Bal Maidens

Many of the Chloe Ellefson mysteries, which are set in the 1980s, include a plotline set further in the past as well. The 8th adventure, Mining For Justice, features Cornish immigrants who arrived in Mineral Point, Wisconsin, in the 1830s. Most were mining families, attracted by news of lead deposits in the southwestern part of what is now the state of Wisconsin.

I knew I wanted to create a strong Cornish woman for the historical plotline. And I decided to begin her tale in Cornwall so I could quickly establish both her strength (physical, and of character) and her vulnerability.

Readers meet Mary Pascoe when she is eleven years old and working as a bal maiden—bal, meaning “mine” in Cornish, and maiden referring to young or unmarried women. Bal maidens did manual labor on the surface of mine sites, processing ore.

Note the female workers in the foreground.  (“Dolcoate Copper Mine” engraved by J.Thomas after a picture by Thomas Allom, published in Devon & Cornwall Illustrated, 1832. Steel engraved print, hand-colored later.)

Women in the far southwestern regions of Great Britain have likely done tin and copper mine work for centuries, and written records date to the 13th century. In the 1800s it was common for girls to begin at about ten years of age, but documented cases show that a few started doing mine work as young as six years old.

Three Bal Maidens.  (Woodcut, Peeps into the Haunts and Homes of the Rural Poulation of Cornwall, 1879.)

The work was difficult, sometimes dangerous, and often done in the open air, exposing workers to harsh weather. Some of the duties included spalling (breaking ore into smaller pieces with long-handled hammers),

(Proceedings of the Institution of Civil Engineers, 1858)

and cobbing (breaking washed and sorted ore into even smaller pieces with a different hammer).

(Proceedings of the Institution of Civil Engineers, 1858)

Some observers worried not only about physical strain, but about the impact of working in rough conditions, near men, on the female workers. In Mining For Justice, Mrs. Bunney, from the fictional Christian Welfare Society, expresses her concern to Mary:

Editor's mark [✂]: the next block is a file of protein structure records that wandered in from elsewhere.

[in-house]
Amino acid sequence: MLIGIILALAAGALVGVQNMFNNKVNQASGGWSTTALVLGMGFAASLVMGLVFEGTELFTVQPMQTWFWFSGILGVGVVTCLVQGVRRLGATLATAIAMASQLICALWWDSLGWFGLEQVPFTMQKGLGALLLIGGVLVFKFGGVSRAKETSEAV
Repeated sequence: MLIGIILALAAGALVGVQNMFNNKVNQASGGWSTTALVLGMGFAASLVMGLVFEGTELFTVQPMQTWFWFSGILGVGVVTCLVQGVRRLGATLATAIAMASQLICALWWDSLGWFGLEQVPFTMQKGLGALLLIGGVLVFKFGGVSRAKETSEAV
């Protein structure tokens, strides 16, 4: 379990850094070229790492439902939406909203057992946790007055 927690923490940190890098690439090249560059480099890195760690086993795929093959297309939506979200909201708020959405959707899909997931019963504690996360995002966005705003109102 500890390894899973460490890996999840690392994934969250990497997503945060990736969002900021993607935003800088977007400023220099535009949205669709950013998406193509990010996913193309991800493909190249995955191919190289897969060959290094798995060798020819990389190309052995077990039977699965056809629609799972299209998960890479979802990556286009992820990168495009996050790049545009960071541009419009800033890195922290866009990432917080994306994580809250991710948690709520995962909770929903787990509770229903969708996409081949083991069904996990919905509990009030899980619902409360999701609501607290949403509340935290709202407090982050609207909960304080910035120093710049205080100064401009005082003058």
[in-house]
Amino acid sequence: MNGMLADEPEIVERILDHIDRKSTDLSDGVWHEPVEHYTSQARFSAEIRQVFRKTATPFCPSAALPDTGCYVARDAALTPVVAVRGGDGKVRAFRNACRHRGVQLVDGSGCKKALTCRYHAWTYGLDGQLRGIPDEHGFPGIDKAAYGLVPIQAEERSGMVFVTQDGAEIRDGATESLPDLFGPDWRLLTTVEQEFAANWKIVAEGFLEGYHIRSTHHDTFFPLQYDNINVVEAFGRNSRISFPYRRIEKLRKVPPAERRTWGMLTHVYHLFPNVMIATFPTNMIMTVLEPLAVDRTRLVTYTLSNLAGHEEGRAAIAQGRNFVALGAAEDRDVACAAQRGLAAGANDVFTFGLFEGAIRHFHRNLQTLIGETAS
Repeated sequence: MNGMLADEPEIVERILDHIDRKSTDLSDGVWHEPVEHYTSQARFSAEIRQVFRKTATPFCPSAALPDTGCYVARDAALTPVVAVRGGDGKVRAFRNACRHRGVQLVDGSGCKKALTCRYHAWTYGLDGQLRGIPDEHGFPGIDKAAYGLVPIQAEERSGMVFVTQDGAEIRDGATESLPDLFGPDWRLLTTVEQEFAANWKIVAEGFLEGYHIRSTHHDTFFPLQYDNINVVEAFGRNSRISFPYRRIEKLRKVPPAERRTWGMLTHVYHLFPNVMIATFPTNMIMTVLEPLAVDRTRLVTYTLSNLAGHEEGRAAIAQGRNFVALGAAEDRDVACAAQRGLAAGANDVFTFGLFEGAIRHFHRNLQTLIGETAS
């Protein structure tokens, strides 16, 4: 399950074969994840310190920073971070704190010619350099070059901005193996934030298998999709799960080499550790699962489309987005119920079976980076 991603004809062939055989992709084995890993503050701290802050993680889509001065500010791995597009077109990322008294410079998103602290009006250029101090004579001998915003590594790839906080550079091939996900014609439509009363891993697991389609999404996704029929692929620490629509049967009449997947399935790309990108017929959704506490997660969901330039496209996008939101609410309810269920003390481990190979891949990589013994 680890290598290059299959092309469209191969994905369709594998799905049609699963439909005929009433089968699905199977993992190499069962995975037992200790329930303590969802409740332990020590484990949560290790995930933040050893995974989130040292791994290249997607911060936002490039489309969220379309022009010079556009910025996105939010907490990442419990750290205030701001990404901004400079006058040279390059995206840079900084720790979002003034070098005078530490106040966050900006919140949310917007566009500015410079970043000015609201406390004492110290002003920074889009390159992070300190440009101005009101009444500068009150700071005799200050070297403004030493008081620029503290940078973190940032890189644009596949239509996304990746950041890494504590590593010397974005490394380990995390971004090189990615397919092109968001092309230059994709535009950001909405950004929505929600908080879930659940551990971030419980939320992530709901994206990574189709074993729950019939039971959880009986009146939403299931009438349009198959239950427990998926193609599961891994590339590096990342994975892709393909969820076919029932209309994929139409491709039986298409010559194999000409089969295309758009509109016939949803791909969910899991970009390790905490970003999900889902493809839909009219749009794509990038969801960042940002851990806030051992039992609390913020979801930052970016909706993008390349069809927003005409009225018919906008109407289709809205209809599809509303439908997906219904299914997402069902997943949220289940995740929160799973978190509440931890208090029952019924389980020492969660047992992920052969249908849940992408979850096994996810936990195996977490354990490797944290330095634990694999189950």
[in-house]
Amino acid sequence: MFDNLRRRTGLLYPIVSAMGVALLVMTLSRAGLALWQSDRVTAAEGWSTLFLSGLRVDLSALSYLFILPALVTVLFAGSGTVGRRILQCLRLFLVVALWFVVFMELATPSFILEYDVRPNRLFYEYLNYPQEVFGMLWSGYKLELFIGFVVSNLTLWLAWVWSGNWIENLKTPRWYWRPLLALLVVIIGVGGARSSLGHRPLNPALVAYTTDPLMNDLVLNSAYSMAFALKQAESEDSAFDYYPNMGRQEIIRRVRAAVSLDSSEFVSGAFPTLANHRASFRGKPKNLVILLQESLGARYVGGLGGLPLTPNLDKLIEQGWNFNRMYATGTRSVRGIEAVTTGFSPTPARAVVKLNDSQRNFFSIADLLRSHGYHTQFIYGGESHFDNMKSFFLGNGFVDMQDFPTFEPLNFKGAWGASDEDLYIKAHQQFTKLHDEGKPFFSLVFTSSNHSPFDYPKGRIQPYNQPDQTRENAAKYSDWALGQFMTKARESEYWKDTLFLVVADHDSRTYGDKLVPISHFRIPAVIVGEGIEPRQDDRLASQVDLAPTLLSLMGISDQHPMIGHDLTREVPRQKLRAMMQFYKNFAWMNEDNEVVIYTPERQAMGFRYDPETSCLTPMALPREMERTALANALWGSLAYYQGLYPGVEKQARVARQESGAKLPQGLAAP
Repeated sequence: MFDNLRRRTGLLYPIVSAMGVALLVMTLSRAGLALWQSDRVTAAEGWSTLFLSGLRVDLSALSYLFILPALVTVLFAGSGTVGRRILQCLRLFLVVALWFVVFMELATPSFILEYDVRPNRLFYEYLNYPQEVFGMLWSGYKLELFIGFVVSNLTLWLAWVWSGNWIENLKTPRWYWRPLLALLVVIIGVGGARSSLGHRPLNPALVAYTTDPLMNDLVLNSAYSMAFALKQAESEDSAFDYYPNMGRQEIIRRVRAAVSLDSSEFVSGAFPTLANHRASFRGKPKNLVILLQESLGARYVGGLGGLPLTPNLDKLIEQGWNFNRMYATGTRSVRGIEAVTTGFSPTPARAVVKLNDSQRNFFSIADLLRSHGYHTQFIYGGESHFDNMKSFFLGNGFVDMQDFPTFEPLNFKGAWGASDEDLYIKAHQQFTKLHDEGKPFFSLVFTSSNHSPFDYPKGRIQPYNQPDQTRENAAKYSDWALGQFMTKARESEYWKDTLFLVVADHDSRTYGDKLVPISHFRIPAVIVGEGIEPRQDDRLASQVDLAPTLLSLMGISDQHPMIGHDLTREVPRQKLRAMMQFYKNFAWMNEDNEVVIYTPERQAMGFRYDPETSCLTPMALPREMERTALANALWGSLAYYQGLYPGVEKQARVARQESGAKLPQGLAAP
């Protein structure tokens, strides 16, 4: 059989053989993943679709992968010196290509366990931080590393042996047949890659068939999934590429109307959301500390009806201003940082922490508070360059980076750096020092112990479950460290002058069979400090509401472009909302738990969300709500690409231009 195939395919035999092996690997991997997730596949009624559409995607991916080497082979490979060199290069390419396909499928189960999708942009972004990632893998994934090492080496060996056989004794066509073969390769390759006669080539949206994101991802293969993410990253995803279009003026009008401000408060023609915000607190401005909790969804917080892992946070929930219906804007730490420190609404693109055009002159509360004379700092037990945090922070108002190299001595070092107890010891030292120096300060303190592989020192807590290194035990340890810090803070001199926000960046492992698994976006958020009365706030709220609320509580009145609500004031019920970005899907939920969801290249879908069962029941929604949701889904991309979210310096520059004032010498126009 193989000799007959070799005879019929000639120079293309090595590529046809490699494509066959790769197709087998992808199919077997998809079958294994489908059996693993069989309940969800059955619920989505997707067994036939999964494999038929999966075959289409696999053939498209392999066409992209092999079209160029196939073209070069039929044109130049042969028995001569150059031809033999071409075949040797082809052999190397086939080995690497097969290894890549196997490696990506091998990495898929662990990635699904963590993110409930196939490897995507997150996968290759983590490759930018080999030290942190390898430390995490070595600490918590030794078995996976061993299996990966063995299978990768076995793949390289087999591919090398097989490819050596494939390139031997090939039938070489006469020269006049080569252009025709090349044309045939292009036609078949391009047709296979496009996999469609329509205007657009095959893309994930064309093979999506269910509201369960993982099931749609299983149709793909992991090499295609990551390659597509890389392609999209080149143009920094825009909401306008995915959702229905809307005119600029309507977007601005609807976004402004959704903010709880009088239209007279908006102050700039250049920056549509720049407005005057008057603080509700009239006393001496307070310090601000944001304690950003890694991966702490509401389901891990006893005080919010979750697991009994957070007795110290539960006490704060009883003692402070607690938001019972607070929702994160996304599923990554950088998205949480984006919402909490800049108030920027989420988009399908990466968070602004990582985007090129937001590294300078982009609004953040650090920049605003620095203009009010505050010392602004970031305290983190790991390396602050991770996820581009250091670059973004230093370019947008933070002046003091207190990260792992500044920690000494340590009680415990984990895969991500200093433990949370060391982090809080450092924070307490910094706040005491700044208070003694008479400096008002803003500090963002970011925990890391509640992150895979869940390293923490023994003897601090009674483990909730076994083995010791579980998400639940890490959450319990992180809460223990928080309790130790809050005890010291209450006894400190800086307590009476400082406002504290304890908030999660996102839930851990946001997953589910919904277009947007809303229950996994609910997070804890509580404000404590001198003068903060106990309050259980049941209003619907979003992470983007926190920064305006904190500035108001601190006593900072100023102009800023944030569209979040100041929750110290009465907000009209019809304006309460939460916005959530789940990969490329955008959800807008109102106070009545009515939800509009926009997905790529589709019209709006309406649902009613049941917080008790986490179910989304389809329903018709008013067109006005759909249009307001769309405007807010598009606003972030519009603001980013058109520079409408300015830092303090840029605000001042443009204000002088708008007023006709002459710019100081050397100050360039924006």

It’s not only the danger inherent in mining work that troubles me. I’m worried about your soul. You are surrounded daily by rough men who use foul language. Young ladies like yourself should be cultivating modesty and grace. How can you do that here?

Mary was a capable worker, and like many of actual bal maidens who were interviewed, she didn’t especially mind the work.

(Illustrated Itinerary of the County of Cornwall, by Cyrus Redding, 1842)

However, Mrs. Bunney’s questions and indifferent treatment during the fictional interview do leave Mary wondering, for the first time, about her self-worth.  The question stays with her after she immigrates to the territory that would become Wisconsin.

I love having the chance to shine a little candlelight on everyday women who, a century or more ago, did amazing things but left few concrete records behind. I hope my fictional foray into the life of a woman who knew hard work and heartache before leaving Cornwall honors the legacy of Cornwall’s bal maidens.

Miners and bal maidens with typical equipment and protective clothing at Dolcoath, 1890.  (Wikipedia)

# # #

To learn more about bal maidens, visit the Bal Maidens and Mining Women website, which includes a list of books on the subject by Lynne Mayers.

Tags: , ,

2 Responses to “Bal Maidens”

  1. Tess Mulrooney Says:

    Bal maidens were a position I had never heard of before in mining. The Pascoes led a hard life; Mary’s was hardest since she served multiple roles for the family. As always, it was a wonderful read, except for a reveal about Roelke’s character.

  2. Ruth Nelson-Lau Says:

    I finished the book, stayed up til 1 am to do so! I enjoyed it very much.

Leave a Reply

Fill in your details below or click an icon to log in:

WordPress.com Logo

You are commenting using your WordPress.com account. Log Out /  Change )

Google+ photo

You are commenting using your Google+ account. Log Out /  Change )

Twitter picture

You are commenting using your Twitter account. Log Out /  Change )

Facebook photo

You are commenting using your Facebook account. Log Out /  Change )

Connecting to %s


%d bloggers like this: